a lavish meal; feast.
a ceremonious public dinner, especially one honoring a person, benefiting a charity, etc.
to entertain or regale with a banquet:
They banqueted the visiting prime minister in grand style.
to have or attend a banquet; feast:
They banqueted on pheasant, wild boar, and three kinds of fish.
These are the reasons why Marzel tapped me on the shoulder at a Kahanist banquet—I was a Kahanist posterboy.
My Former Life As a Kahanist Posterboy Zack Parker June 16, 2013
I also began to plan my GOOP grand finale, an enormous Labor Day banquet with recipes from every major holiday.
My Life As Gwyneth Rebecca Dana September 9, 2009
The banquet Bug by Geling Yan The “outsider” in this satirical novel is foreign in a different way.
James Fallows: 5 Favorite ‘Outsiders In China’ Books James Fallows May 10, 2012
A table creaking under the weight of a Christmas banquet, a classic celebration of binge eating and drinking.
How Dickens and Scrooge Saved Christmas Clive Irving December 21, 2014
The banquet was paid for with public funds, and taxpayers were understandably upset.
China’s Internet Is Freer Than You Think Brendon Hong December 26, 2014
A curious incident occurred at the beginning of the banquet.
Darkness and Dawn Frederic W. Farrar
The banquet drew to its conclusion, and the guests departed.
The Christmas Banquet (From “Mosses From An Old Manse”) Nathaniel Hawthorne
There he found that gir the Old was giving a banquet to all the sir in his wide coral-caves.
The Heroes of Asgard Annie Keary
Then wine was brought in, and the banquet was served to the sound of music.
The Chinese Fairy Book Various
St. Andrews day, 1895, saw a return after twelve years to the banquet instead of the annual ball.
Montreal 1535-1914, Volume II (of 2) William Henry Atherton
a lavish and sumptuous meal; feast
a ceremonial meal for many people, often followed by speeches
verb -quets, -queting, -queted
(intransitive) to hold or take part in a banquet
(transitive) to entertain or honour (a person) with a banquet
late 15c., “feast, sumptuous entertainment,” from French banquet (15c.; in Old French only “small bench”), from Old Italian banchetto, diminutive of banco “bench;” originally a snack eaten on a bench (rather than at table), hence “a slight repast between meals;” the meaning has entirely reversed. As a verb from 1510s.
a feast provided for the entertainment of a company of guests (Esther 5; 7; 1 Pet. 4:3); such as was provided for our Lord by his friends in Bethany (Matt. 26:6; Mark 14:3; comp. John 12:2). These meals were in the days of Christ usually called “suppers,” after the custom of the Romans, and were partaken of toward the close of the day. It was usual to send a second invitation (Matt. 22:3; Luke 14:17) to those who had been already invited. When the whole company was assembled, the master of the house shut the door with his own hands (Luke 13:25; Matt. 25:10). The guests were first refreshed with water and fragrant oil (Luke 7:38; Mark 7:4). A less frequent custom was that of supplying each guest with a robe to be worn during the feast (Eccles. 9:8; Rev. 3:4, 5; Matt. 22:11). At private banquets the master of the house presided; but on public occasions a “governor of the feast” was chosen (John 2:8). The guests were placed in order according to seniority (Gen. 43:33), or according to the rank they held (Prov. 25:6,7; Matt. 23:6; Luke 14:7). As spoons and knives and forks are a modern invention, and were altogether unknown in the East, the hands alone were necessarily used, and were dipped in the dish, which was common to two of the guests (John 13:26). In the days of our Lord the guests reclined at table; but the ancient Israelites sat around low tables, cross-legged, like the modern Orientals. Guests were specially honoured when extra portions were set before them (Gen. 43:34), and when their cup was filled with wine till it ran over (Ps. 23:5). The hands of the guests were usually cleaned by being rubbed on bread, the crumbs of which fell to the ground, and were the portion for dogs (Matt. 15:27; Luke 16:21). At the time of the three annual festivals at Jerusalem family banquets were common. To these the “widow, and the fatherless, and the stranger” were welcome (Deut. 16:11). Sacrifices also included a banquet (Ex. 34:15; Judg. 16:23). Birthday banquets are mentioned (Gen. 40:20; Matt. 14:6). They were sometimes protracted, and attended with revelry and excess (Gen. 21:8; 29:22; 1 Sam. 25:2,36; 2 Sam. 13:23). Portions were sometimes sent from the table to poorer friends (Neh. 8:10; Esther 9:19, 22). (See MEALS.)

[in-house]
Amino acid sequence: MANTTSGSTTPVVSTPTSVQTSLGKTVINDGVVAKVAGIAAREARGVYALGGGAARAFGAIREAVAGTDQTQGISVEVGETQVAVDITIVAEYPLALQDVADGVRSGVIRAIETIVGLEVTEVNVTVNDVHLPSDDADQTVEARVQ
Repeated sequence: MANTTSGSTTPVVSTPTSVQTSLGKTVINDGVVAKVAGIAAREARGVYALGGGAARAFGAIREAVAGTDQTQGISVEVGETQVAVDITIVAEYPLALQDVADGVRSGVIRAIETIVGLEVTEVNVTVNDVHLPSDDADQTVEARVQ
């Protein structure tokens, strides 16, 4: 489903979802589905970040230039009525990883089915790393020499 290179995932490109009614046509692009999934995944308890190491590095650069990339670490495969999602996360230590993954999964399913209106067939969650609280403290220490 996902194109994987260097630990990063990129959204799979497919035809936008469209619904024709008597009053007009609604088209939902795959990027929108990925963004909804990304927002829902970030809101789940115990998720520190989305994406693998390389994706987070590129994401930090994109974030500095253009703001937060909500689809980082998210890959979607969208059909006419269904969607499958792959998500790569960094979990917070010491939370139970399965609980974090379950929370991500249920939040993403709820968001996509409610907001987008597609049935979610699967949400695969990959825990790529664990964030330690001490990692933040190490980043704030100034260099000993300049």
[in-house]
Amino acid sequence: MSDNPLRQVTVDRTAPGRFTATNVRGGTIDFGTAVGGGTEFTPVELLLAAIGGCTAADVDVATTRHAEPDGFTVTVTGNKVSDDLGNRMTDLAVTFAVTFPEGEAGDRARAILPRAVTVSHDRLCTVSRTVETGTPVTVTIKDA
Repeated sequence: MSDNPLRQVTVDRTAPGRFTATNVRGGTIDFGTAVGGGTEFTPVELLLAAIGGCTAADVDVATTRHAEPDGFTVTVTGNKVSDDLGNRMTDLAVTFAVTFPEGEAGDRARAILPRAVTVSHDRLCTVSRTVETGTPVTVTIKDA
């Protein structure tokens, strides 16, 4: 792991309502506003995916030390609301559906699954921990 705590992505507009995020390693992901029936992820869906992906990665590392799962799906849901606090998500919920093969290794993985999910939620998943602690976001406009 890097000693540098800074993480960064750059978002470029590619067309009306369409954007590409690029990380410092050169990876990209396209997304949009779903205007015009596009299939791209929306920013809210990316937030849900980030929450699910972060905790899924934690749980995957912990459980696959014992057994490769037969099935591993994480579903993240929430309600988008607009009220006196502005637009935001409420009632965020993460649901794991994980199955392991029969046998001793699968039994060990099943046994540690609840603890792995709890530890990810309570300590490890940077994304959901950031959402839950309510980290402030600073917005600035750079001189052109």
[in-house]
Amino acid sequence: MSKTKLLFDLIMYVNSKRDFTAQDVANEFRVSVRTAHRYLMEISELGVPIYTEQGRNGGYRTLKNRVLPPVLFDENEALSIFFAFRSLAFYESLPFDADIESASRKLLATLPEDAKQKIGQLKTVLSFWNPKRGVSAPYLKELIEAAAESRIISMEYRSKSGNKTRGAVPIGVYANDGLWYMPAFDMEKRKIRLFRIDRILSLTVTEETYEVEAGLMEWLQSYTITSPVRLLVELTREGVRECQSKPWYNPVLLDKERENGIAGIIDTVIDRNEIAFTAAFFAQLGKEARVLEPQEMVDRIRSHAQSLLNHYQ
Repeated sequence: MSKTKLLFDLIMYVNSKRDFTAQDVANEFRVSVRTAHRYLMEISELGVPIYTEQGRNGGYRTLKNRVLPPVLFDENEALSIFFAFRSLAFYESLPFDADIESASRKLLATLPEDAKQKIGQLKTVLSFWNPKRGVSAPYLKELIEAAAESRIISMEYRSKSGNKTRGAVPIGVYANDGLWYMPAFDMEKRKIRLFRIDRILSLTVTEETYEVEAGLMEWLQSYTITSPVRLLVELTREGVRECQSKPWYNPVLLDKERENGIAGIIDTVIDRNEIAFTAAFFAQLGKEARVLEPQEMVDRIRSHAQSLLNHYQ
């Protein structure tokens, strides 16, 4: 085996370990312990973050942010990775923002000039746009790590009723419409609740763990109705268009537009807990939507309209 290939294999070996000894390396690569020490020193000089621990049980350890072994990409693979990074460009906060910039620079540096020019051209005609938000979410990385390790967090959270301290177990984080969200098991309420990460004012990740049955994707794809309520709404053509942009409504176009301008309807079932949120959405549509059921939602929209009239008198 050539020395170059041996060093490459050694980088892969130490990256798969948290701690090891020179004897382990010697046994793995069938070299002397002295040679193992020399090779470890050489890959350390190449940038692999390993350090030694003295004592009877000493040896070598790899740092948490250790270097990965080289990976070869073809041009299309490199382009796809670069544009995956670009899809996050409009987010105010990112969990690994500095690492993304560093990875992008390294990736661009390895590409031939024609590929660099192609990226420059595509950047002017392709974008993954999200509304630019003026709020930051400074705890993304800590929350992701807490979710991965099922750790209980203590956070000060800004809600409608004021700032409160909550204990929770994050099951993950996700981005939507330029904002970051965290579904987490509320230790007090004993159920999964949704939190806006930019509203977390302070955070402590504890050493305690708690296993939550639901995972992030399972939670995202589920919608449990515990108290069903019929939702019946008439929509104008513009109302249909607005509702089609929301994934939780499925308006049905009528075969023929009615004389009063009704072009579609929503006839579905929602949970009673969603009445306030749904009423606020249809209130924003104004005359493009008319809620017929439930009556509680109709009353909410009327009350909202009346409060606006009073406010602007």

- Banquet room
a spacious dining room for accommodating banquets, as in a hotel. Historical Examples It seemed to come from the banquet room adjoining mine, or from the doctor’s room on the other side. Pharaoh’s Broker Ellsworth Douglass As he came from the banquet room, Washington and his officers met the three. Then Marched the Brave Harriet […]
a long bench with an upholstered seat, especially one along a wall, as in a restaurant. an embankment for buttressing the base of a levee and forming a berm. Chiefly Coastal Louisiana and East Texas. a sidewalk, especially a raised one of bricks or planks. Fortification. a platform or step along the inside of a […]
(in Shakespeare’s Macbeth) a murdered thane whose ghost appears to Macbeth. Contemporary Examples Taking up an apple, he becomes Banquo; taking up a doll he is Malcolm, son of slain King Duncan. Madbeth: Alan Cumming Plays Almost Every Role in “Macbeth” Liesl Schillinger April 22, 2013 Historical Examples He stared at it pallidly, like […]
banns. to prohibit, forbid, or bar; interdict: to ban nuclear weapons; The dictator banned all newspapers and books that criticized his regime. Archaic. to pronounce an ecclesiastical curse upon. to curse; execrate. the act of prohibiting by law; interdiction. informal denunciation or prohibition, as by public opinion: society’s ban on racial discrimination. Law. a proclamation. […]